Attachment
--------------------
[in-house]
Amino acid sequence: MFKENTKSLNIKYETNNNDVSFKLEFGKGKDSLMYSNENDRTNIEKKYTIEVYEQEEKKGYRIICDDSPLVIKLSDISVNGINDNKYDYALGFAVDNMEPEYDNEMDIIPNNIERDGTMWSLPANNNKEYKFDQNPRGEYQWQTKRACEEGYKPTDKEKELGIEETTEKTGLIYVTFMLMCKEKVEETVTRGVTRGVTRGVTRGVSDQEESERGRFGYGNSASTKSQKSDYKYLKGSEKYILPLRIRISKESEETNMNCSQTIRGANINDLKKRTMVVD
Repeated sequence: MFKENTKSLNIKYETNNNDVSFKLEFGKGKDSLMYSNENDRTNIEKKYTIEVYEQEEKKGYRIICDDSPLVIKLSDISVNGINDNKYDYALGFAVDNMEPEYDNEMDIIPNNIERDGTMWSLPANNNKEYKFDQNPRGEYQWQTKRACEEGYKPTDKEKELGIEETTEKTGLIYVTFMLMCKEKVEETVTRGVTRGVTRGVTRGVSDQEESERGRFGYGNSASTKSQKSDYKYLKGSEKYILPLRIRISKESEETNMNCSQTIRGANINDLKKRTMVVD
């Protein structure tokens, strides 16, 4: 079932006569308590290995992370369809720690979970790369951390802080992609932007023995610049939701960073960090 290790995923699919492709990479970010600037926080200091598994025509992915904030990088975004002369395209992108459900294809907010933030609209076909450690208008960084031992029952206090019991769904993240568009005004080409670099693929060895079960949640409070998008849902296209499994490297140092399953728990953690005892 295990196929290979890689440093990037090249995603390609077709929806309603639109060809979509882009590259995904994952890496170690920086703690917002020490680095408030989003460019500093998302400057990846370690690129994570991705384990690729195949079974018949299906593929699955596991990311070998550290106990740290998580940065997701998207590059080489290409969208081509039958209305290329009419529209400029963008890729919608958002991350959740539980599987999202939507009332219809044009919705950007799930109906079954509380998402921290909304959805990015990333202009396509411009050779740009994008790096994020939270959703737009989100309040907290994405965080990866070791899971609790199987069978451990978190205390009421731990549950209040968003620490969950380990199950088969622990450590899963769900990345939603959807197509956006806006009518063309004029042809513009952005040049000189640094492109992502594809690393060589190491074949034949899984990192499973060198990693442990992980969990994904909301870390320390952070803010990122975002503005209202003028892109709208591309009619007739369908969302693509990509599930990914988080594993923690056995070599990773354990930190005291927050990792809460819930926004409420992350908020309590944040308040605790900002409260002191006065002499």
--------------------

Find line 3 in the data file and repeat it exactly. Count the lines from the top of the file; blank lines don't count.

Repeated sequence: MFKENTKSLNIKYETNNNDVSFKLEFGKGKDSLMYSNENDRTNIEKKYTIEVYEQEEKKGYRIICDDSPLVIKLSDISVNGINDNKYDYALGFAVDNMEPEYDNEMDIIPNNIERDGTMWSLPANNNKEYKFDQNPRGEYQWQTKRACEEGYKPTDKEKELGIEETTEKTGLIYVTFMLMCKEKVEETVTRGVTRGVTRGVTRGVSDQEESERGRFGYGNSASTKSQKSDYKYLKGSEKYILPLRIRISKESEETNMNCSQTIRGANINDLKKRTMVVD